Insulin – another medication used to control diabetes – also appears to increase the risk of pancreatic cancer, at least in the short term.

In the long term there is some conflicting evidence that seems to point to a protective effect, meaning it seems to reduce the risk.

But all these studies need to be interpreted with care, as they have flaws that could reduce the strength of their findings.

“There is not enough evidence to suggest that diabetes medications cause pancreatic cancer,” explains Howarth. “Previous studies have linked this, however there were many limitations to these studies and this area of research continues.”

And importantly, all these medications are vital for patients to manage their diabetes, with a recent study suggesting that those who control their blood sugar levels well may be at lower risk of pancreatic cancer than those who don’t.

So even if a medication could increase pancreatic cancer risk, the benefits of taking it are likely to outweigh any harms.

“Patients should not stop their medication, unless advised by their doctor,” says Howarth.

“If not managed, diabetes can lead to serious complications such as kidney disease, blindness, nerve damage and amputations. As well as heart attacks and strokes.

“For this reason taking care of diabetes and continuing medications is highly important and is likely to prove more beneficial than stopping them due to a small risk of cancer of the pancreas.

“At the same time, vigilance is required of patients on such therapies, for any side effects suggestive of pancreatic disease.”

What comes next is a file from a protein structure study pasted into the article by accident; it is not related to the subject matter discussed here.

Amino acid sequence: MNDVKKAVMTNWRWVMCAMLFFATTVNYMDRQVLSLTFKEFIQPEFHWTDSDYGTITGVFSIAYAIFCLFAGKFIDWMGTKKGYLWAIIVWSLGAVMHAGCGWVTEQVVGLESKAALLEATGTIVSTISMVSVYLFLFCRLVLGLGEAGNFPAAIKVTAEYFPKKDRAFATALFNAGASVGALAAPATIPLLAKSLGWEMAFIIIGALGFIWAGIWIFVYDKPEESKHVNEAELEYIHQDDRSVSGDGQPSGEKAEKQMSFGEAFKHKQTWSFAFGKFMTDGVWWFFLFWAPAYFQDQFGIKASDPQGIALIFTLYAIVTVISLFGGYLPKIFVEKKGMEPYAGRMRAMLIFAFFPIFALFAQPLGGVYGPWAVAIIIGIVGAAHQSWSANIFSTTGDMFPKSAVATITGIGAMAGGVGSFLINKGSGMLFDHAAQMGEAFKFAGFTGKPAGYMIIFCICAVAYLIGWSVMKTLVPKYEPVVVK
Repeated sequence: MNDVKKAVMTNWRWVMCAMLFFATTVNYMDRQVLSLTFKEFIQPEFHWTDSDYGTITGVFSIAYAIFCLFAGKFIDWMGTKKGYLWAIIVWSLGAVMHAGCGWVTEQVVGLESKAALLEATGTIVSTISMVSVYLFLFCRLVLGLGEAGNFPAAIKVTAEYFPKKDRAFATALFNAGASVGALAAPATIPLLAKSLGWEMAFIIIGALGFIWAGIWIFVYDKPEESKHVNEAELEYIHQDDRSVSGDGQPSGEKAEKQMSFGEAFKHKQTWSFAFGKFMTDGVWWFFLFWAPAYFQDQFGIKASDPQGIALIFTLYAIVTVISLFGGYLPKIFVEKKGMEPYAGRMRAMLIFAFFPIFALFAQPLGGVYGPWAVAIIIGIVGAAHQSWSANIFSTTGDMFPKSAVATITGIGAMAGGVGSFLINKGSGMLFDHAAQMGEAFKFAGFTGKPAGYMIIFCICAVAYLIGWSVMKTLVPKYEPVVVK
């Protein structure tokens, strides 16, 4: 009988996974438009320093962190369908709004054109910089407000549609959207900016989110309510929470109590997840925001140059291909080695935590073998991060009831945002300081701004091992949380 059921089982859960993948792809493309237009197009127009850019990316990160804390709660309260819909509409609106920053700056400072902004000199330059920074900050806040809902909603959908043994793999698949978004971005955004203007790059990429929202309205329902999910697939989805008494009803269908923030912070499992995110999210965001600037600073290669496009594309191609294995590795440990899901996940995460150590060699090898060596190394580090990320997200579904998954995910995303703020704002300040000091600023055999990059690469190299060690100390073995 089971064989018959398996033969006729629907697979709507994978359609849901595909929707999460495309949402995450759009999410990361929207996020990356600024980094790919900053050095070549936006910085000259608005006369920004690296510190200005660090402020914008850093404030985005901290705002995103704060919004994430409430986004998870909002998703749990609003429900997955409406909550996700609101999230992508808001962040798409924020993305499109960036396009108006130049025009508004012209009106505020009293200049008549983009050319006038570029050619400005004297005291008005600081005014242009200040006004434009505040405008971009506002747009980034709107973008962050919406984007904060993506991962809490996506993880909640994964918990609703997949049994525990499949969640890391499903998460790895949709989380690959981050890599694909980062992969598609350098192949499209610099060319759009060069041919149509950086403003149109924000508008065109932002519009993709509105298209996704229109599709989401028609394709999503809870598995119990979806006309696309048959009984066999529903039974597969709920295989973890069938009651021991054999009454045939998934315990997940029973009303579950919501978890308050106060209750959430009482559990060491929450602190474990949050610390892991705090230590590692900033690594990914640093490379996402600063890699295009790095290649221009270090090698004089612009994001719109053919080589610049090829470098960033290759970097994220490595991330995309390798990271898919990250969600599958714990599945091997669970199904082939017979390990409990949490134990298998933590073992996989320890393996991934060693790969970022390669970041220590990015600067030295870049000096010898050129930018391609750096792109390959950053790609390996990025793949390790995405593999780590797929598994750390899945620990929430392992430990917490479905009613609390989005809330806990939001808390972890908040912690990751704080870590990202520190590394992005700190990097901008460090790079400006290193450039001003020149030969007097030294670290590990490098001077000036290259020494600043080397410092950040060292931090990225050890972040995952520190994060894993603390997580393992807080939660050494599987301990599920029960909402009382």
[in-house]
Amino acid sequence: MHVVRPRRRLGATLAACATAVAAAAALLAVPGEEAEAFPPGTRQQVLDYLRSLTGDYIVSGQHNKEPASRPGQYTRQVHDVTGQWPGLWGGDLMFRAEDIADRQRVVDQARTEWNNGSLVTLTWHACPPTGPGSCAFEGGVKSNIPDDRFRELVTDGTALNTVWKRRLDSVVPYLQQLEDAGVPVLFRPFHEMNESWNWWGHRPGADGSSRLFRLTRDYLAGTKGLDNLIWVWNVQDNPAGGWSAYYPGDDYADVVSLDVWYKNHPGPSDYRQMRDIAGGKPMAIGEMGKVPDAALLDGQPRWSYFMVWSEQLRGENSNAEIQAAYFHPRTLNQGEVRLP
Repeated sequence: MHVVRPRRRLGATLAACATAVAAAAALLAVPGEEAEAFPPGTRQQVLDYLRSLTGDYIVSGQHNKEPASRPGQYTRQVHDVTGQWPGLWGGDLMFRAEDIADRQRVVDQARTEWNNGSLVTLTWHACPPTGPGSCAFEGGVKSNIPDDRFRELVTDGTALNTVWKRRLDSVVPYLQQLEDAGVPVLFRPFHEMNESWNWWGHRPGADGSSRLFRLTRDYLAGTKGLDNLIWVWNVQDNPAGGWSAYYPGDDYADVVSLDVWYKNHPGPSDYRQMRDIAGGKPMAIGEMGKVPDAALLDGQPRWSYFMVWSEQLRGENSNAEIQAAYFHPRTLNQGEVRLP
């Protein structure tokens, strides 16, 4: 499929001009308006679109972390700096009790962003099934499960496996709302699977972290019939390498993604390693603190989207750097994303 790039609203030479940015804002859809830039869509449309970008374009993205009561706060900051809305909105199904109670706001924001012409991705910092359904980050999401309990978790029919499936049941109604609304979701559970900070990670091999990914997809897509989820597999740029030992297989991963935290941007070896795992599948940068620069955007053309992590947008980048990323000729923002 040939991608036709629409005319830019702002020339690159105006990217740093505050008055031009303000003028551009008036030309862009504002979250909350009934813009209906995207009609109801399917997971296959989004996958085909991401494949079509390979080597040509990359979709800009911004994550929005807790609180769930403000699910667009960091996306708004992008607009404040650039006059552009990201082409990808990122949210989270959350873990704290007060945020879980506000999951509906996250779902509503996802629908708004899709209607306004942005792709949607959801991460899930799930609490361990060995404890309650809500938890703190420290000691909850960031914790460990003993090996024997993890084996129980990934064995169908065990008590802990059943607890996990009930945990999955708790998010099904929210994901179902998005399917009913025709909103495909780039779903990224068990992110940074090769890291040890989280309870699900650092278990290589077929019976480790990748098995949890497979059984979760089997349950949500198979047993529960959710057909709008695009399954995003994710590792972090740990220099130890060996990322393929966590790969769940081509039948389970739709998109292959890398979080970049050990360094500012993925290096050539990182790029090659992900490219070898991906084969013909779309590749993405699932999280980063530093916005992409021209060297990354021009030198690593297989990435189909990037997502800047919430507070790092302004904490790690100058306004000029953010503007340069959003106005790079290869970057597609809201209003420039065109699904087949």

What should we make of all this?

The conclusion is that it’s still not clear yet whether diabetes is a cause, or consequence, of pancreatic cancer. It seems likely that it can actually be either, depending on each individual case.

What’s important is that people affected by diabetes don’t panic. Someone who has diabetes won’t necessarily also develop pancreatic cancer.

In fact, less than 2 in 100 people with diabetes are diagnosed with pancreatic cancer in the 3 years after being told about their diabetes. And the more time that elapses after the diabetes diagnosis, the less likely it is that someone will develop pancreatic cancer – although their risk is still a little higher than that of someone who doesn’t have diabetes.

“The number of pancreatic cancer cases is small, which means although a higher risk than the general population, a relatively small risk for people with diabetes,” confirms Howarth.

And there could be benefits

There are also some benefits to knowing that there’s a link. For example, spotting a new case of diabetes could be used as a way to identify people at higher risk of pancreatic cancer so they can be monitored for changes that could be signs of the disease.

And due to its cancer risk reducing effects, the anti-diabetic drug metformin is being trialled as a possible cancer treatment, together with chemotherapy, to manage pancreatic cancer.

While the chicken and egg question hasn’t been resolved yet, in time the link between diabetes and pancreatic cancer will be understood more clearly.

And this will open up new ways to help those affected by these conditions.

In the meantime, our researchers are also working hard to find new ways to treat pancreatic cancer.

Jana Witt is a health information officer at Cancer Research UK